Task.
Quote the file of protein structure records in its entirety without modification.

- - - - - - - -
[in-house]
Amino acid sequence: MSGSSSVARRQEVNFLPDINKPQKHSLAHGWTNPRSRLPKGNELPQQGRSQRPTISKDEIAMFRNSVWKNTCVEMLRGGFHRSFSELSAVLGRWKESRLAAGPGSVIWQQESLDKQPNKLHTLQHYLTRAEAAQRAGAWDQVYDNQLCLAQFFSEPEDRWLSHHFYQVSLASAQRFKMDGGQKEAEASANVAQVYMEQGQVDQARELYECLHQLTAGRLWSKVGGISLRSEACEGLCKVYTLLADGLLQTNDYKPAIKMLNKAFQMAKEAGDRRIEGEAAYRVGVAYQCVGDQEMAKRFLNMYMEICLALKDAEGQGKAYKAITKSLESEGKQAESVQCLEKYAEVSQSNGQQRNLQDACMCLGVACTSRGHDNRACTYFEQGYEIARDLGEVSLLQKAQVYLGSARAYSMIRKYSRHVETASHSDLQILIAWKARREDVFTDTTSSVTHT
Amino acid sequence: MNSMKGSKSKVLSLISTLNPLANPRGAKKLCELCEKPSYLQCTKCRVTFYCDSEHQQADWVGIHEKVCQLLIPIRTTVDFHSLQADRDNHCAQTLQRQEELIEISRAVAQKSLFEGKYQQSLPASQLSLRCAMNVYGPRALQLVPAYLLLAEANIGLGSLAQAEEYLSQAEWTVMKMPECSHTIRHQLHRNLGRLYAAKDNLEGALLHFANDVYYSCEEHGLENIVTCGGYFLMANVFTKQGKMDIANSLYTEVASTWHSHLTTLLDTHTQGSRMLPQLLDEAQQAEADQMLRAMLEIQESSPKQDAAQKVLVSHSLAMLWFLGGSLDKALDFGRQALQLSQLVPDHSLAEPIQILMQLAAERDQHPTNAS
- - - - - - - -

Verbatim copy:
[in-house]
Amino acid sequence: MSGSSSVARRQEVNFLPDINKPQKHSLAHGWTNPRSRLPKGNELPQQGRSQRPTISKDEIAMFRNSVWKNTCVEMLRGGFHRSFSELSAVLGRWKESRLAAGPGSVIWQQESLDKQPNKLHTLQHYLTRAEAAQRAGAWDQVYDNQLCLAQFFSEPEDRWLSHHFYQVSLASAQRFKMDGGQKEAEASANVAQVYMEQGQVDQARELYECLHQLTAGRLWSKVGGISLRSEACEGLCKVYTLLADGLLQTNDYKPAIKMLNKAFQMAKEAGDRRIEGEAAYRVGVAYQCVGDQEMAKRFLNMYMEICLALKDAEGQGKAYKAITKSLESEGKQAESVQCLEKYAEVSQSNGQQRNLQDACMCLGVACTSRGHDNRACTYFEQGYEIARDLGEVSLLQKAQVYLGSARAYSMIRKYSRHVETASHSDLQILIAWKARREDVFTDTTSSVTHT
Amino acid sequence: MNSMKGSKSKVLSLISTLNPLANPRGAKKLCELCEKPSYLQCTKCRVTFYCDSEHQQADWVGIHEKVCQLLIPIRTTVDFHSLQADRDNHCAQTLQRQEELIEISRAVAQKSLFEGKYQQSLPASQLSLRCAMNVYGPRALQLVPAYLLLAEANIGLGSLAQAEEYLSQAEWTVMKMPECSHTIRHQLHRNLGRLYAAKDNLEGALLHFANDVYYSCEEHGLENIVTCGGYFLMANVFTKQGKMDIANSLYTEVASTWHSHLTTLLDTHTQGSRMLPQLLDEAQQAEADQMLRAMLEIQESSPKQDAAQKVLVSHSLAMLWFLGGSLDKALDFGRQALQLSQLVPDHSLAEPIQILMQLAAERDQHPTNAS